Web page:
F-35 Fire Caused By Tailwind

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The Pratt & Whitney F135 engine of a U.S. Air Force F-35A caught on fire during start, severely damaging the aircraft, due to a tailwind, says the Air Force Incident Investigation Board’s (AIB) report released this week. The pilot of the aircraft received some burns during egress and damage to the aircraft is expected to exceed $17 million. According to the report, “The mishap was caused by a tailwind blowing hot air from either the mishap aircraft’s Integrated Power Pack (IPP) exhaust or the mishap aircraft’s engine exhaust into the IPP inlet. The hot air entering the IPP inlet started a sequence of events ultimately ending in an uncontained engine fire.”

The IPP on the F-35 functions as a combined auxiliary and emergency power unit. Power from the IPP is used to start the main engine. When hot exhaust gases entered the IPP’s inlet, an automatic shutdown of the IPP was triggered. Shutdown of the IPP cut power to the F135’s engine starter, just prior to the engine reaching a self-sustaining speed. The AIB concluded that “since engine combustion had already began, an increasing amount of fuel was delivered to the engine in an effort to increase combustion and overcome the slowing acceleration.” However, since the engine was turning below a self-sustaining speed, the additional fuel, rather than increasing engine speed, resulted in a fire that spread beyond the combustion section of the turbine. The tailwind, in addition to causing in the original IPP fault, then spread the flames across the aircraft.

Based on the local weather at the time of the incident, the tailwind component where the mishap aircraft was parked is estimated to have been 30 knots. There was a note in the pilot checklist stating that “issues could occur” starting with a tailwind, but no maximum tailwind limit during start had been established.

Comments (5)

Great - the most expensive Molotov cocktail in history. What MORONS wrote the engine-start software? If this freshman-class blunder is typical of the software that runs this behind-schedule and over-cost behemoth, then woe betide us all.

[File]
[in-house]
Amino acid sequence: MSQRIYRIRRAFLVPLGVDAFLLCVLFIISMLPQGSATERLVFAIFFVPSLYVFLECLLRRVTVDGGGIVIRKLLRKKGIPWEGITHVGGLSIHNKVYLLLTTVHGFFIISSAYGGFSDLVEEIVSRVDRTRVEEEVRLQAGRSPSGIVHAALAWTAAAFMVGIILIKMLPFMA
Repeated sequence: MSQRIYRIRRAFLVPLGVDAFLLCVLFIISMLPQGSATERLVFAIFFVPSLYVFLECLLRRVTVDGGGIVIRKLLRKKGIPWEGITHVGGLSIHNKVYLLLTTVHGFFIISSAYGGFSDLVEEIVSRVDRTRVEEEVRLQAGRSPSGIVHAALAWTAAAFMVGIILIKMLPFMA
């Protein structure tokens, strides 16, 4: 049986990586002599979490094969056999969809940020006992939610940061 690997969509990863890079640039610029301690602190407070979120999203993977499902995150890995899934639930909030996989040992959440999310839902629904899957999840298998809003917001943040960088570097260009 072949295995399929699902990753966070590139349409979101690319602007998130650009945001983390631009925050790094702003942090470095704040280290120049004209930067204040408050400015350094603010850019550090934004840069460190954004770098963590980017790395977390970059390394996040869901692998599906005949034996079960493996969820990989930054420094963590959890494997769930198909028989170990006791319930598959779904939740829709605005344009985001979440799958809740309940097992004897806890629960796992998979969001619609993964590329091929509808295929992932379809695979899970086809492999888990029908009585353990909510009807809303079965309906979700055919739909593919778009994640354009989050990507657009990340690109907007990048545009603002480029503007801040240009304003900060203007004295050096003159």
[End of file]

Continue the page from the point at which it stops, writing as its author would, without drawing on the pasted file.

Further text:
Posted by: Tom Yarsley | July 15, 2017 10:24 AM    Report this comment

Sometimes having a good old fashioned manual start method would have avoided this mess. Just goes to show automatic/fadec systems are not infallible. It does look like the IPP fire detection system worked as designed. On the Saab 340 we had an automatic start system that we were trained to use only for emergency in flight restarts. Used a manual start procedure on the ground which forces the crew to monitor the start sequence which avoids issues like this during startup. This procedure was easier on the engine too. Also looks like the manufacturer neglected to do ground testing of starts during tailwind conditions. Hope the pilot recovered from his/her burns ok.

Posted by: matthew wagner | July 15, 2017 4:05 PM    Report this comment

We can fight a air war and win IF it is not a windy day. How quaint.

Posted by: bruce postlethwait | July 15, 2017 5:22 PM    Report this comment

What kind of poorly thought-out FADEC logic would allow this to happen? For shame, software engineers. Wasting millions of taxpayer money.

Posted by: Seth Hensel | July 17, 2017 6:56 AM    Report this comment

Your program is a decade behind schedule and you don't have time to specify "do not start engine in a tailwind"?

Posted by: JAMES MILLER | July 17, 2017 7:02 AM    Report this comment

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